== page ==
Some people believe that change agents – those people able to help an organization shift culturally and change direction strategically – are very rare. Chainsaw Al‘s compensation package at Sunbeam was based on that idea. We know how that turned out.
Lasting change that creates value doesn’t happen that way.
Think of an oyster. If you work like Chainsaw Al, you pick it up and scoop out the contents. Time to implement: immediate and short-term. Value created: one appetizer. Value destroyed: future value of the oyster and anything it might produce.
The grain of sand works differently. It consistently irritates the oyster on just the right level. Too little irritation and nothing happens. Too much, and it’s ejected from the shell. Does that sound like a balance you’ve ever had to achieve in the workplace?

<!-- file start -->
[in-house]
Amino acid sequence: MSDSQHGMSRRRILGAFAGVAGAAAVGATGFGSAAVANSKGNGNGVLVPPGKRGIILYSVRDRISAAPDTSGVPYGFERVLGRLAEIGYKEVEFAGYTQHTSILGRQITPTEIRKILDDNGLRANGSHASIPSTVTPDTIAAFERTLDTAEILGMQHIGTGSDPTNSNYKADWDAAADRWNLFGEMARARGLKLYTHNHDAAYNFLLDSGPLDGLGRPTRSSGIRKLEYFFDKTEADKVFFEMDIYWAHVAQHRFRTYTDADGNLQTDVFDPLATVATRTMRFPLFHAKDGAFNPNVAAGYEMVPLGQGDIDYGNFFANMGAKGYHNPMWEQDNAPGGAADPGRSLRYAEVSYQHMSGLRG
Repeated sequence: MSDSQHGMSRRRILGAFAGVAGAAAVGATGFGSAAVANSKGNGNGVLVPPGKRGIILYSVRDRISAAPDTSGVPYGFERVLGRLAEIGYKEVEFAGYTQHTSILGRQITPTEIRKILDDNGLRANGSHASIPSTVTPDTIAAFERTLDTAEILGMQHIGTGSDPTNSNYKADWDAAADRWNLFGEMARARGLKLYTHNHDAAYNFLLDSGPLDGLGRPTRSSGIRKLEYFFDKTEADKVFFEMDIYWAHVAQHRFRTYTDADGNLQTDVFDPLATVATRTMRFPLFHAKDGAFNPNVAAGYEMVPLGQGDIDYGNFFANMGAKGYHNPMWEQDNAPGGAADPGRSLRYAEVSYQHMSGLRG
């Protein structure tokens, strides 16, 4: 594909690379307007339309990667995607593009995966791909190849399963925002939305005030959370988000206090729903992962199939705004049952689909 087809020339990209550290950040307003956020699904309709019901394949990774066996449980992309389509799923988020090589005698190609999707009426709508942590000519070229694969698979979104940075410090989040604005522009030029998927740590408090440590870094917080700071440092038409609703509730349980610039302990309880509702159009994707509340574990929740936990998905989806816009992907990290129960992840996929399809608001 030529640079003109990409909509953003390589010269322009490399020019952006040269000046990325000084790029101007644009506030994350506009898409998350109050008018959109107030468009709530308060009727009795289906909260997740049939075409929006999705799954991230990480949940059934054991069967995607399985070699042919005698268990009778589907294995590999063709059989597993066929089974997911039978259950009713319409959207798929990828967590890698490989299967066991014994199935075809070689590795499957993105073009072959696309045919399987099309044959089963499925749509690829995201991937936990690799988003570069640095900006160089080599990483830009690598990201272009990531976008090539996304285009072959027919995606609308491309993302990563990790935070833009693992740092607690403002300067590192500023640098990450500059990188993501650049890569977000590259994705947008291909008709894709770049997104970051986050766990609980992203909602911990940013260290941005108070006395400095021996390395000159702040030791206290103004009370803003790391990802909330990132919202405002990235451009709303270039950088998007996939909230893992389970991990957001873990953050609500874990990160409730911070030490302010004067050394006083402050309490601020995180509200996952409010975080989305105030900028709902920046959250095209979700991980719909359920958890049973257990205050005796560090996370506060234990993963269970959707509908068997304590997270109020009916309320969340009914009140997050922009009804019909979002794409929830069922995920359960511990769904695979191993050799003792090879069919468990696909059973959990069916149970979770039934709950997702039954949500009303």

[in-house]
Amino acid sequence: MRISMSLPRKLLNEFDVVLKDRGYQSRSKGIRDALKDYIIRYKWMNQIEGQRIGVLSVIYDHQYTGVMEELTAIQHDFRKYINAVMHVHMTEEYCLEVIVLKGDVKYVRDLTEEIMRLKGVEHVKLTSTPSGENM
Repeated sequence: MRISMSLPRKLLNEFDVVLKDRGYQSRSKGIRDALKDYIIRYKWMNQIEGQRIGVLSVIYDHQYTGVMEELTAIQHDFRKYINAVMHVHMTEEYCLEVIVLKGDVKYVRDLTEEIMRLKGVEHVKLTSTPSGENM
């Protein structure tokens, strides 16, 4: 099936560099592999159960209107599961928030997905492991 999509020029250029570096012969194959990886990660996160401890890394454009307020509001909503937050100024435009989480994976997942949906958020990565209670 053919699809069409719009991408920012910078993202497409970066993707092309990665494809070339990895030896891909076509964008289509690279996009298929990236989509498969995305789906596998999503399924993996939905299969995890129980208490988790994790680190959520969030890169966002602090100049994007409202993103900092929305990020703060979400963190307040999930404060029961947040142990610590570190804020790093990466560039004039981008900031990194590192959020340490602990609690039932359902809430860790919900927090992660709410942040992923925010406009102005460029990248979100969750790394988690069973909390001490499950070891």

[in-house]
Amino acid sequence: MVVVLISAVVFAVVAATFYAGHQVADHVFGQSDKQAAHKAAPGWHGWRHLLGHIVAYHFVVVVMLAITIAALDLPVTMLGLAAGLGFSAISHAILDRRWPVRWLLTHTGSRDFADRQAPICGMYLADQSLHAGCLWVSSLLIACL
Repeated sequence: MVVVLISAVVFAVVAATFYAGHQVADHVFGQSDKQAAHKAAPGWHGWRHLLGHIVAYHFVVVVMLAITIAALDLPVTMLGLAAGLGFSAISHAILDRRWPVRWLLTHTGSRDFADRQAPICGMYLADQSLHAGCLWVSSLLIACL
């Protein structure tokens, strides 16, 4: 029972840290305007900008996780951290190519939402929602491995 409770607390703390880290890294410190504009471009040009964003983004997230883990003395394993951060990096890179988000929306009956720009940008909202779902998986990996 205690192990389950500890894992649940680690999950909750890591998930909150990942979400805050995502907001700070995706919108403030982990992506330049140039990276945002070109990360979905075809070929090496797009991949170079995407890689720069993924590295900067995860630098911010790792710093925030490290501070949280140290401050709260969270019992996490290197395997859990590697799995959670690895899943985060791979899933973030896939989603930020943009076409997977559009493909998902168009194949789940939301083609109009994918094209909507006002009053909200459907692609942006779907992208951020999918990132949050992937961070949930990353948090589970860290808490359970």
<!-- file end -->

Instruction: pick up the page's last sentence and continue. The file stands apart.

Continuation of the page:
This constant irritation changes everything that happens in the immediate vicinity of the grain of sand. A small zone is created where the rules are different than in the rest of the organization. Time to implement: months (if it’s longer than that, you’re not being irritating enough). Value created: one durable and long-lasting pearl. Value destroyed: none (unless you really liked the old cover sheet for the TPS reports).
A big side benefit: there are few Chainsaw Als, and even fewer Jack Welches. If we use the top-down model for change agents we have to find one, pay a lot, and potentially see value destroyed rather than created. But the pearl model means that potential change agents are as numerous as grains of sand (or cube-dwellers in corporate America).
The hard part is staying honest about whether you’re acting in a manner that creates meaningful change. Cubicles are full of random acts of meaningless rebellion, and even fuller of supposed ‘change agents’ that are hoarding fossils instead of creating pearls.
What small irritation will you create today? Will you be consistent at it so that activity in your vicinity is forever a little different, a little better?
Photo by nigham